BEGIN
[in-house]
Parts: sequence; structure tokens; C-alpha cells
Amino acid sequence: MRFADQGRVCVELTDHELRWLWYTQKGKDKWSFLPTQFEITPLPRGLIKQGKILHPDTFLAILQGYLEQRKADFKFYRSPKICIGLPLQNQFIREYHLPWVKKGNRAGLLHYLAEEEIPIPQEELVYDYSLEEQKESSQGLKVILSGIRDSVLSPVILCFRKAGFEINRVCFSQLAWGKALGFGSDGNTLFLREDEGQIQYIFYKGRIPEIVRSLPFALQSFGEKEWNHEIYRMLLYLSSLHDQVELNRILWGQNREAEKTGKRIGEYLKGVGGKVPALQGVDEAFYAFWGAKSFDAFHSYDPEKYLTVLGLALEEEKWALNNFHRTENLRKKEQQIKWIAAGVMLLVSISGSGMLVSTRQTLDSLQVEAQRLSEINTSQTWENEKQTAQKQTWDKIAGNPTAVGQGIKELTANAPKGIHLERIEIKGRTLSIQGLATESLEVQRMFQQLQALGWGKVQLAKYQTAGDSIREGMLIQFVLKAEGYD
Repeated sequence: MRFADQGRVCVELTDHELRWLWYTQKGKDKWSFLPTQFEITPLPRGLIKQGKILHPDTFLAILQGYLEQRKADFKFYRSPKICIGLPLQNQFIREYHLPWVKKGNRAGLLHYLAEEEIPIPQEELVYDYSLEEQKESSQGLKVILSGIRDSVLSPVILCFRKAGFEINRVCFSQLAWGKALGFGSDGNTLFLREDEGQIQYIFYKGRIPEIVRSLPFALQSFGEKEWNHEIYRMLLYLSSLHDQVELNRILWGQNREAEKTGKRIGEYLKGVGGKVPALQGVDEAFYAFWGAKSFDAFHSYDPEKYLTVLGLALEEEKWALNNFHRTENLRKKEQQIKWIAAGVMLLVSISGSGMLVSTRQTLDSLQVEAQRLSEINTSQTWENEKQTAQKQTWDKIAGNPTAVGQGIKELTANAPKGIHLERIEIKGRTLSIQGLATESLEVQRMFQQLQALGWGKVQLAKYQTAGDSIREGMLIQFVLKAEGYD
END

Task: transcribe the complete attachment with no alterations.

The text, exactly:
[in-house]
Parts: sequence; structure tokens; C-alpha cells
Amino acid sequence: MRFADQGRVCVELTDHELRWLWYTQKGKDKWSFLPTQFEITPLPRGLIKQGKILHPDTFLAILQGYLEQRKADFKFYRSPKICIGLPLQNQFIREYHLPWVKKGNRAGLLHYLAEEEIPIPQEELVYDYSLEEQKESSQGLKVILSGIRDSVLSPVILCFRKAGFEINRVCFSQLAWGKALGFGSDGNTLFLREDEGQIQYIFYKGRIPEIVRSLPFALQSFGEKEWNHEIYRMLLYLSSLHDQVELNRILWGQNREAEKTGKRIGEYLKGVGGKVPALQGVDEAFYAFWGAKSFDAFHSYDPEKYLTVLGLALEEEKWALNNFHRTENLRKKEQQIKWIAAGVMLLVSISGSGMLVSTRQTLDSLQVEAQRLSEINTSQTWENEKQTAQKQTWDKIAGNPTAVGQGIKELTANAPKGIHLERIEIKGRTLSIQGLATESLEVQRMFQQLQALGWGKVQLAKYQTAGDSIREGMLIQFVLKAEGYD
Repeated sequence: MRFADQGRVCVELTDHELRWLWYTQKGKDKWSFLPTQFEITPLPRGLIKQGKILHPDTFLAILQGYLEQRKADFKFYRSPKICIGLPLQNQFIREYHLPWVKKGNRAGLLHYLAEEEIPIPQEELVYDYSLEEQKESSQGLKVILSGIRDSVLSPVILCFRKAGFEINRVCFSQLAWGKALGFGSDGNTLFLREDEGQIQYIFYKGRIPEIVRSLPFALQSFGEKEWNHEIYRMLLYLSSLHDQVELNRILWGQNREAEKTGKRIGEYLKGVGGKVPALQGVDEAFYAFWGAKSFDAFHSYDPEKYLTVLGLALEEEKWALNNFHRTENLRKKEQQIKWIAAGVMLLVSISGSGMLVSTRQTLDSLQVEAQRLSEINTSQTWENEKQTAQKQTWDKIAGNPTAVGQGIKELTANAPKGIHLERIEIKGRTLSIQGLATESLEVQRMFQQLQALGWGKVQLAKYQTAGDSIREGMLIQFVLKAEGYD